It needed more horseradish. I have said that after literally every horseradish-containing sandwich I have ever had, and the prime rib sandwich from Simple Things is no exception. Let me get the bottom line out of the way: this was a tasty sandwich. Beef, greens, tomato, horseradish on crispy ciabatta is a winner, and sweet caramelized onions and horseradish are a fine pair to cap things off.
But. Needed more horseradish. It always needs more horseradish, and I’m starting to wonder how that can be. Is horseradish really an ingredient that people enjoy consuming in tepid measure? It is distinct, in the sense that anyone who goes in for it knows what they’re getting. I talk a lot about balance and harmony here and one could accuse me of promoting the opposite here, but what I’m actually advocating is the raising of horseradish to the role of starring ingredient. The lineup above describes a fine sandwich but it is also an exceptionally simple one. Why not let it stand out? Were it up to me I might triple the amount of horseradish involved, name the sandwich after it and be done with it. On Sandwiches, though, is ultimately an exploration of what sandwiches exist, not what sandwiches are possible. The prime rib at Simple Things stands as so many good-but-uninspiring sandwiches do: without enough horseradish.
Simplethings has been featured here before (twice, in fact) and I was recently delighted to find they had opened a branch in Westwood. I happened to arrive on a rather blustery day, cold for Los Angeles, and it seemed the heat of a pulled chicken sandwich was just what I needed. Friends, did this sandwich ever set me right. It’s chicken, arugula, pickled onions, garlic aioli, chevre spread,and chipotle bbq sauce on a pretzel roll. That’s a lineup that might offend some purists, but I’m trying to become less dogmatic in matters like that. So long as everyone executes as well as Simplethings, that shouldn’t be too hard. This sandwich was a delight, and I don’t know if I’ve ever had a sandwich that came together as well as this one did. Aside from the arugula nothing in particular stood out, leaving the sandwich less a series of notes and more a single, harmonious tone. Not every sandwich excels with something like that, but there’s no question this one did. It was rich, balanced, sweet but with some heat to it, and the pretzel roll brought deep flavor of its own. All in all, an excellent sandwich.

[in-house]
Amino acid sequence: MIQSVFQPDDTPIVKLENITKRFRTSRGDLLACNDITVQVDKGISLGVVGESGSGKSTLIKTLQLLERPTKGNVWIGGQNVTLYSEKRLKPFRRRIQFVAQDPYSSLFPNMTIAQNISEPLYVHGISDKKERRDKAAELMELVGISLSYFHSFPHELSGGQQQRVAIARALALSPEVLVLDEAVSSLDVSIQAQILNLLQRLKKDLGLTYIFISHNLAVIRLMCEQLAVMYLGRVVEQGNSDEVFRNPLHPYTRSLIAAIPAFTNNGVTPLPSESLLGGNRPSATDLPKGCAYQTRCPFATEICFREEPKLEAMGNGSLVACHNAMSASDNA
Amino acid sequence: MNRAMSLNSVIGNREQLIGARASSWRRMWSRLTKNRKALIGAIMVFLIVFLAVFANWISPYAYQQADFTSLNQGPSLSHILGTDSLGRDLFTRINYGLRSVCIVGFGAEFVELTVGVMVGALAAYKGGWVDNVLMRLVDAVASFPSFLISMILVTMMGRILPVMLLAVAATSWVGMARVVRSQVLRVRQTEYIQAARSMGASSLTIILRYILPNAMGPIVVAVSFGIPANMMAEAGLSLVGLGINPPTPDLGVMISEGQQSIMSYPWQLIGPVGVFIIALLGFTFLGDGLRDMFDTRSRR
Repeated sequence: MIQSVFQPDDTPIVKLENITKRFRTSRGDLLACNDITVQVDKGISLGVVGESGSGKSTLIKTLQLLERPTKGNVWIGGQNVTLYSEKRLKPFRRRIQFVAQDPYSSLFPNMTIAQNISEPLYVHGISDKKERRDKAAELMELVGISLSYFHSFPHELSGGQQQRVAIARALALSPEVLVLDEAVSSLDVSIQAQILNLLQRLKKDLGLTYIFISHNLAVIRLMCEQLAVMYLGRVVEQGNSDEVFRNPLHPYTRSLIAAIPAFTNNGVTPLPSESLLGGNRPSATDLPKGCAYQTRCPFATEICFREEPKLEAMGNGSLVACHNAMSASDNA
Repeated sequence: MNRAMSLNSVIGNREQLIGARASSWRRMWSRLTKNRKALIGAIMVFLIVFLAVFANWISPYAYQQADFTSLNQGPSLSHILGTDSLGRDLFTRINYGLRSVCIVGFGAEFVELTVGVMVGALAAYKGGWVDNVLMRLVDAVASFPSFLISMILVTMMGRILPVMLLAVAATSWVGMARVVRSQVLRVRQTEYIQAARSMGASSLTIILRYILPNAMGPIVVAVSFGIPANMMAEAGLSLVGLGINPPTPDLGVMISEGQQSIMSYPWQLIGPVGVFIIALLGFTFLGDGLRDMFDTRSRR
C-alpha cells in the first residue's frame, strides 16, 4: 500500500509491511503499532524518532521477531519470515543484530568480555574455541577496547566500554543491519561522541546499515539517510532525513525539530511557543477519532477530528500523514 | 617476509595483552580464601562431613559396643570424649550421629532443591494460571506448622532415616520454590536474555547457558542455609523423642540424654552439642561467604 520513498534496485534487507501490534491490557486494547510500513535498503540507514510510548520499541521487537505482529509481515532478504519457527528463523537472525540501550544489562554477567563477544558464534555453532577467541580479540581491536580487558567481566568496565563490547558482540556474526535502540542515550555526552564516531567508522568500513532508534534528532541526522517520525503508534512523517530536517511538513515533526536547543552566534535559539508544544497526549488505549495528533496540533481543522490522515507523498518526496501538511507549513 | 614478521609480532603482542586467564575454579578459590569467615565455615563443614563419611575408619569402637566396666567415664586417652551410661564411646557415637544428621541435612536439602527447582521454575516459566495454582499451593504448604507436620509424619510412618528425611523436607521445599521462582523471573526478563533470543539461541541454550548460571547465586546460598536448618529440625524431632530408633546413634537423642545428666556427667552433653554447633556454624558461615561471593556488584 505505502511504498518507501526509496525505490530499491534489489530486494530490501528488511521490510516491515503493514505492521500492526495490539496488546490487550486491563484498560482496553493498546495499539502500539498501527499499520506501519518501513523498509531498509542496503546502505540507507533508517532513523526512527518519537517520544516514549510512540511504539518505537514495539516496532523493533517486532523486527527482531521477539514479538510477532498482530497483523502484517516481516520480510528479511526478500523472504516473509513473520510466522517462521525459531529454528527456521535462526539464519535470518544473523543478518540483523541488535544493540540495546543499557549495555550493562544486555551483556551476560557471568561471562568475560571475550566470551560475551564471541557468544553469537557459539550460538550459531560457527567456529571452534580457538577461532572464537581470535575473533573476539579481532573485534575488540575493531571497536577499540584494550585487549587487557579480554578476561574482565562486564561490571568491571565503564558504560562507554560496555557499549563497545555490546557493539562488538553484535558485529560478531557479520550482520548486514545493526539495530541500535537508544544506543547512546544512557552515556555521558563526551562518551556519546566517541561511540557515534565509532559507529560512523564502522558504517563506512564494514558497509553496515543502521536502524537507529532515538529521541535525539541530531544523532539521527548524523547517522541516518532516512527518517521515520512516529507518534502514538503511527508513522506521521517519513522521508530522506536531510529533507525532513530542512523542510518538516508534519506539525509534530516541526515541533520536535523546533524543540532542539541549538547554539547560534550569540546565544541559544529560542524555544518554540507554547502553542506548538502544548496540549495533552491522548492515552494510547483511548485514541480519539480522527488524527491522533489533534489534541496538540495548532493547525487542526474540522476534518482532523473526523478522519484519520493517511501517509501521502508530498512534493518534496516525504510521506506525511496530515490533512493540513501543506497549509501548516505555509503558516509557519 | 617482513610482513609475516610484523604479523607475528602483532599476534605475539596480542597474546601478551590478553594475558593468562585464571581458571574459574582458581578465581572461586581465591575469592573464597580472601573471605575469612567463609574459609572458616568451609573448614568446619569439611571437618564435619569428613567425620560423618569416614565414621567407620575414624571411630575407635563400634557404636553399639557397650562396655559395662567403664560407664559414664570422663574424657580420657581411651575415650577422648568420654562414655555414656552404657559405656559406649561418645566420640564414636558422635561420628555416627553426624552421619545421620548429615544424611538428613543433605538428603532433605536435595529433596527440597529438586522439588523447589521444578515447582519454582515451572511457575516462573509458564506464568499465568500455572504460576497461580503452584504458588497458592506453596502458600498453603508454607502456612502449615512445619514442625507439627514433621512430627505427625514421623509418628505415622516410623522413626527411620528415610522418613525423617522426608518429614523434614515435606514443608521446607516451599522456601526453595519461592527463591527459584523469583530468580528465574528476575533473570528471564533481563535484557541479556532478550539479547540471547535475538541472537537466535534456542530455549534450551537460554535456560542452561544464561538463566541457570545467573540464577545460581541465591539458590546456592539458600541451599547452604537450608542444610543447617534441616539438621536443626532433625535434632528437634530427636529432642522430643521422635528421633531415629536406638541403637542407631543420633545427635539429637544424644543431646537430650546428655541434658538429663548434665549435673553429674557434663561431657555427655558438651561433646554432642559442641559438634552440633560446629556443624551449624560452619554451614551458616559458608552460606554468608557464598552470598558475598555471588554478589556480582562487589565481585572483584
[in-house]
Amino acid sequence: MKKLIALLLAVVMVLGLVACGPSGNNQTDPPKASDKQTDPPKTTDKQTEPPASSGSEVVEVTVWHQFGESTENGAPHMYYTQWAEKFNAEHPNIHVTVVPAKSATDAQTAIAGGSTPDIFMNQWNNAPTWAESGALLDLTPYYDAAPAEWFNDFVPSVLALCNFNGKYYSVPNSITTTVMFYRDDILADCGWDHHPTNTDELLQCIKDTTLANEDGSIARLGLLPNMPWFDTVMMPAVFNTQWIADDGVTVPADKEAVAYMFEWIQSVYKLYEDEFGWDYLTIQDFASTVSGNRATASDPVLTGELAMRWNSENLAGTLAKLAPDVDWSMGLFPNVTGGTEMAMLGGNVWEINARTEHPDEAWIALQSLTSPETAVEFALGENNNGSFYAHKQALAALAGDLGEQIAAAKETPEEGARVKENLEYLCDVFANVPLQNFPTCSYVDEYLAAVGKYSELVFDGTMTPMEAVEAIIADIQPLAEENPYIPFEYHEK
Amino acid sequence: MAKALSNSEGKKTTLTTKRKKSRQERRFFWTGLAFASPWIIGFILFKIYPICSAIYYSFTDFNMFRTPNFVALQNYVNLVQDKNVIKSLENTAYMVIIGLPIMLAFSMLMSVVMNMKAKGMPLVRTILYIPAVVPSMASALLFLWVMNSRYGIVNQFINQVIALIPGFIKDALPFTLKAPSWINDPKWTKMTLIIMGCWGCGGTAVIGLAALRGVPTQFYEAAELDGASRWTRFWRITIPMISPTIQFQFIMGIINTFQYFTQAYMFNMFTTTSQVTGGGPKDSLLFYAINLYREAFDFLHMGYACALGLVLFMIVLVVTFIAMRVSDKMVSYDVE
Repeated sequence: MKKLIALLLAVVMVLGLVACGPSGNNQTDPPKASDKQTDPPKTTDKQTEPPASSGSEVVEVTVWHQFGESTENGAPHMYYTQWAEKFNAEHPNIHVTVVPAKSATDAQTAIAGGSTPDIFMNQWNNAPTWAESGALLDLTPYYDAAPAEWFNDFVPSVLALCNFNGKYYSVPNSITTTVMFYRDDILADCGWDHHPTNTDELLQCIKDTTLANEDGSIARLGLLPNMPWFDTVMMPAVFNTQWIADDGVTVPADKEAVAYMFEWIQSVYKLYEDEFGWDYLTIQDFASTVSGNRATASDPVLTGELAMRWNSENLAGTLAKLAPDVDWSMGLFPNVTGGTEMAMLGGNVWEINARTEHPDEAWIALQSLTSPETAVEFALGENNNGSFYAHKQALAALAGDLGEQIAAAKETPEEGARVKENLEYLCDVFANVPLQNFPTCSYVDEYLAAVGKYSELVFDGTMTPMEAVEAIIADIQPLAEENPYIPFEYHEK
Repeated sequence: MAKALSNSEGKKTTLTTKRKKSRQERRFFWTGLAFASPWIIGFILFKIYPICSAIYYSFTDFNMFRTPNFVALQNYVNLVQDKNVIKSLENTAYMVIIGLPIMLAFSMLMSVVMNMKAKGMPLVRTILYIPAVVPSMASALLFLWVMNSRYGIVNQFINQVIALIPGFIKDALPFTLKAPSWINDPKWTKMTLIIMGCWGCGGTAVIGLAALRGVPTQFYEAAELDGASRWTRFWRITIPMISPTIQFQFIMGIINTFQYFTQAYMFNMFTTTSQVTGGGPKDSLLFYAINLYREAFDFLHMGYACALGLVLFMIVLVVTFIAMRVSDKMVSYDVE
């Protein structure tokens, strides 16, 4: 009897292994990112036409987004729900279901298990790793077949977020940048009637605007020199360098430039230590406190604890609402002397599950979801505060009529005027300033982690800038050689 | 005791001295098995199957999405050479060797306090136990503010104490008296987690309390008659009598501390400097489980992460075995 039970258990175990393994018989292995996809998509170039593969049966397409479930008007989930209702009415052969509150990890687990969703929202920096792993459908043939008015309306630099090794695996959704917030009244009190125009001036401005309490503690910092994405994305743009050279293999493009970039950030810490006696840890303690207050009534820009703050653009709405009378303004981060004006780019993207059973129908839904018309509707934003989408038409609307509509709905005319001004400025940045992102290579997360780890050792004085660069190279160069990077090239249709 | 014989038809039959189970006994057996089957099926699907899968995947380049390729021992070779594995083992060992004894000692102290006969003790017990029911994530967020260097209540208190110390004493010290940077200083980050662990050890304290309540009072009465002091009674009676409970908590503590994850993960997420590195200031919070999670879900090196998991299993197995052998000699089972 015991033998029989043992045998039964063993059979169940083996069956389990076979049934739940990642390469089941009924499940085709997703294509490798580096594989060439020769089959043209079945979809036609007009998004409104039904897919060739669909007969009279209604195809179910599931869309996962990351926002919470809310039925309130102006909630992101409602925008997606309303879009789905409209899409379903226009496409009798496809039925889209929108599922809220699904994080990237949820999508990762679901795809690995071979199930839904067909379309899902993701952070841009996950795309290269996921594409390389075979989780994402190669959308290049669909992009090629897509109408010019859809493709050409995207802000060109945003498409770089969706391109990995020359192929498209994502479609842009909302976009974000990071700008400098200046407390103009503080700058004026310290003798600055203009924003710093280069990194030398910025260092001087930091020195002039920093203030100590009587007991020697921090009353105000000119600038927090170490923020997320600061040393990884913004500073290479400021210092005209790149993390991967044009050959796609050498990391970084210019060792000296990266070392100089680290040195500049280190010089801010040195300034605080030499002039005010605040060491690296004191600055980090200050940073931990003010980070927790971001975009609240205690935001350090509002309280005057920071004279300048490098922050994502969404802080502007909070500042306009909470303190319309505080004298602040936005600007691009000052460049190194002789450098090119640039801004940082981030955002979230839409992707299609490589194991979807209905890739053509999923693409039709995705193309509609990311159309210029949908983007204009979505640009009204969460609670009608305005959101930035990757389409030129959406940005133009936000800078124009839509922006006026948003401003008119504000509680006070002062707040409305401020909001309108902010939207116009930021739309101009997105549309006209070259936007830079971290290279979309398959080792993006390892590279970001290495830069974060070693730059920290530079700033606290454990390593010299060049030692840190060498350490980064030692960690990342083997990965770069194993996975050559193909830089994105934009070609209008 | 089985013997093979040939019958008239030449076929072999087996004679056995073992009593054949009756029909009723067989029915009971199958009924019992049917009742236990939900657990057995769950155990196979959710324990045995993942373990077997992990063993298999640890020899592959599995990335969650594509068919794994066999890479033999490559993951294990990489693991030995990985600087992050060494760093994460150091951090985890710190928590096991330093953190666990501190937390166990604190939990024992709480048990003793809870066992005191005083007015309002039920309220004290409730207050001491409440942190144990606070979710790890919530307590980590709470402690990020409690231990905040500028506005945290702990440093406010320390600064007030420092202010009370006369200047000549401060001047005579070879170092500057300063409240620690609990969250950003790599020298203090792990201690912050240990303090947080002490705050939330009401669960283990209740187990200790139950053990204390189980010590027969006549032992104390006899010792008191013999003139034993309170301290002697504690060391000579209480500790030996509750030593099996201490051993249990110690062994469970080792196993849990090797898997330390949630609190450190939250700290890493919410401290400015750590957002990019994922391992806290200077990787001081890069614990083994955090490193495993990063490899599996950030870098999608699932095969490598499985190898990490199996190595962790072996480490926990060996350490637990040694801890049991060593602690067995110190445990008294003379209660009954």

I’ve had a number of portobello sandwiches lately, some of which I’ve discussed here. I try to vary things, but I also have a special place in my heart for the mushroom sandwich and I think they get short shrift. As such, I intend to just keep talking about them until I feel like more people are eating them, or I see them at more establishments. This is my blog, and I love mushrooms. I’ve featured fundamental LA before, and they make repeat appearances for good reason. They tend to excell in both concept and execution, and the number above is no exception. The mushroom is joined by avocado, frisee, pickled jalapeño and miso tahini dressing on toasted sourdough bread. The mushroom and the avocado form a deeply rich duet, the frisee is a delightful textural contrast, and the whole thing packs a substantial flavor. This is a great sandwich, and all the more evidence that if you’re steering clear of mushrooms you’re doing yourself no small disservice.